Samaritan Woman

1 Blessed is the one
who does not walk in step with the wicked
or stand in the way that sinners take
or sit in the company of mockers,
2 but whose delight is in the law of the LORD,
and who meditates on his law day and night.
3 That person is like a tree planted by streams of water,
which yields its fruit in season
and whose leaf does not wither…

You can’t read this story without marveling at Jesus’ willingness to ignore the propriety of the culture in those days.  What is he doing in Samaria in the first place? A Jew didn’t associate with Samaritans because Samaritans were half Assyrian conqueror and half Jewish.  Secondly, they worshiped on Mt. Gerazim rather than in Jerusalem.  They were unclean because of their mixed blood and mixed religious practice.  Not only that, it was unthinkable for a Jewish man to openly talk to a Samaritan woman.  A single Jewish man wasn’t supposed to talk to any woman, much less a Samaritan.  Not only was it bad enough that he talked to a Samaritan woman, she was a loose Samaritan woman at that.  Or at least she was perceived that way.  Remember Deuteronomy 24:1 allowed men to divorce their wives ‘if they did not please them.’  She may have been unjustly divorced the first time (or the first two times) and thought, hey, what is there to lose now?  I’ve already come this far, there is no redemption for me.

It is significant that she comes at noon.  No one came to a well at noon.  Noon was the heat of the day.  Noon was a time to be inside resting. The community of women would come first thing or when it was cooler.  This woman came because she did not want to be seen.  For shame and cultural propriety.  5 times married. Jesus went out of his way to ignore the religious and cultural barriers to offer her living water.  The woman was probably confused at first and may have even thought Jesus was looking for a date.  A well was a common place to meet people.  Don’t forget Jacob himself found his wife at this very well.  And when Jesus asked about her husband, and she said, ‘I have no husband,’ she may have been giving him an invitation.  But that was not Jesus intent.  He broke all rules of the religiously correct to reach into this woman’s world and heal her.  His intent was to change her life—to bring her freedom.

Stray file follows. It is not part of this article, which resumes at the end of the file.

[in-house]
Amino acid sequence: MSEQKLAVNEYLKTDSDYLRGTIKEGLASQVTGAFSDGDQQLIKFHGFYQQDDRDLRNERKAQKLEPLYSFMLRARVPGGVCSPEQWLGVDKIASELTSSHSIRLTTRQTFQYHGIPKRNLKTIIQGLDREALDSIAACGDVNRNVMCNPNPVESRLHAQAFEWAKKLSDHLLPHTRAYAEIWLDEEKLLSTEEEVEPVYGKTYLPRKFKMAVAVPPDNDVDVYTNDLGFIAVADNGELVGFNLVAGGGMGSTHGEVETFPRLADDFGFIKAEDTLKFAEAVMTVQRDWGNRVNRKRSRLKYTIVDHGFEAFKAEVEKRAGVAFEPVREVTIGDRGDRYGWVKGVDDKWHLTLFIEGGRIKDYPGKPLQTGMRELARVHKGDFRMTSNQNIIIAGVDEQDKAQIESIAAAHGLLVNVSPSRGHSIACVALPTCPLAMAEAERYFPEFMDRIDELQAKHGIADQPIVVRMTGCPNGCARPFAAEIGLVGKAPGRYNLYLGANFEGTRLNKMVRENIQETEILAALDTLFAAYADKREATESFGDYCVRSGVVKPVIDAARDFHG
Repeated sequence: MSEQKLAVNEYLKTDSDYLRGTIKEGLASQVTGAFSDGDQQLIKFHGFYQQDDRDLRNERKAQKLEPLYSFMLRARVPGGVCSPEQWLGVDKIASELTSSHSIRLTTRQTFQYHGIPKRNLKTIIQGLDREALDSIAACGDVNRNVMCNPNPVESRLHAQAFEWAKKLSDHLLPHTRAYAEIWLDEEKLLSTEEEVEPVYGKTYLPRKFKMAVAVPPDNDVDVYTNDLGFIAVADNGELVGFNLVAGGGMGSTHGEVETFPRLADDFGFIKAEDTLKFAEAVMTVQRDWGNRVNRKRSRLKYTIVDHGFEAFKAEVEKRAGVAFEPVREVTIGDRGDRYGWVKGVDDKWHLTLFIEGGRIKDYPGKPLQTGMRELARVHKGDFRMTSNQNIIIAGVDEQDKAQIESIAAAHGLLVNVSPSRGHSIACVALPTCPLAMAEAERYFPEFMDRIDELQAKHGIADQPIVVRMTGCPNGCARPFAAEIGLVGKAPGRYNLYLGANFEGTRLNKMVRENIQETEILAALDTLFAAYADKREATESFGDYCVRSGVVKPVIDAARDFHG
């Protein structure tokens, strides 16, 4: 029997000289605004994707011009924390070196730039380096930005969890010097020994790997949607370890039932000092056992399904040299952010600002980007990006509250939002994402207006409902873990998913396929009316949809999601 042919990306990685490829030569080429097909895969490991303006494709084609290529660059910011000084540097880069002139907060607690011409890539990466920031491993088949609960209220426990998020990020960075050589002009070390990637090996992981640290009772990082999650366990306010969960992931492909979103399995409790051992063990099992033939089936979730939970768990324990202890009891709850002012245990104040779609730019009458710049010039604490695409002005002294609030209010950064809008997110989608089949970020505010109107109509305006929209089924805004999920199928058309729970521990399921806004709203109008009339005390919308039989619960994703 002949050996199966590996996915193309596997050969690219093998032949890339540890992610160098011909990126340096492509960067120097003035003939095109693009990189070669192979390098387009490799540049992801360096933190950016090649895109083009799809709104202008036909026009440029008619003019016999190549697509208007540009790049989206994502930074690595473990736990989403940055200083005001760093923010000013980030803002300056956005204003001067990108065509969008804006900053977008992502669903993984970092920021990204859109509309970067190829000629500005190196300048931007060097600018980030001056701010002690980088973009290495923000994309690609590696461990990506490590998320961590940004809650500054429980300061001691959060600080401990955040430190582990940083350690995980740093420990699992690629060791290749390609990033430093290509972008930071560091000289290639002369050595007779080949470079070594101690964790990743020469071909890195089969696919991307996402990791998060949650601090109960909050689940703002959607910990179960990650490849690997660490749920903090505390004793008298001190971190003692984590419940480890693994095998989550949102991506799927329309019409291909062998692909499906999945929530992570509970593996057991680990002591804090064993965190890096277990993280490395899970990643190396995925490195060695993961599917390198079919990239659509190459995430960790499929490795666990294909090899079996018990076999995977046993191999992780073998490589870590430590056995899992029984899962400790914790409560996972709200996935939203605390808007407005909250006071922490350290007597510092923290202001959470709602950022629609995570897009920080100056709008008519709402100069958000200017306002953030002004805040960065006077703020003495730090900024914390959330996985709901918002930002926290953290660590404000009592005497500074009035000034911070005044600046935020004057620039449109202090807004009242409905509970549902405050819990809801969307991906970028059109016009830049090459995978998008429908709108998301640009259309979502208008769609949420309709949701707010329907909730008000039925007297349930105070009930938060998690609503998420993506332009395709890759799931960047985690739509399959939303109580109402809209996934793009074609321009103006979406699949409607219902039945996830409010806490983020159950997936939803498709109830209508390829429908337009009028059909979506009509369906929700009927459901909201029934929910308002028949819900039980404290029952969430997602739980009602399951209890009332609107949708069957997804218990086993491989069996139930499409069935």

Jacob’s well was an important place.  It was the well that Jacob gave to his son Joseph.  It represented the calling of Israel for Jacob’s name was changed to Israel.  It was a tie to holy and ancient past.  It was a well that had been there as a reminder of God’s care for his people.  It was almost like a shrine of God’s pouring out of the waters of his blessing.  What does Jesus offer immediately to this woman?  Living water, water that when you drink it, you never thirst again.

A few reflections.  First, where is Samaria to you? What part of the world, the country, what part of the city?  Why is that place or that people off limits to you?

In a meeting the other day I was reminded of an acronym saying that works well in our neighborhood: NIMBY

What is NIMBY?

Not in my backyard!

Often we know where ‘Samaria’ is not so much by where we would or wouldn’t go, but what we want around us.  Or do not want around us.  Some NIMBY’s are valid but many just reveal the sinfulness of our hearts.

Little Italy or China town or mini Juarez are a nice place to visit, but when the neighborhood becomes 12% or more of a certain kind of people then, well it’s time to move on.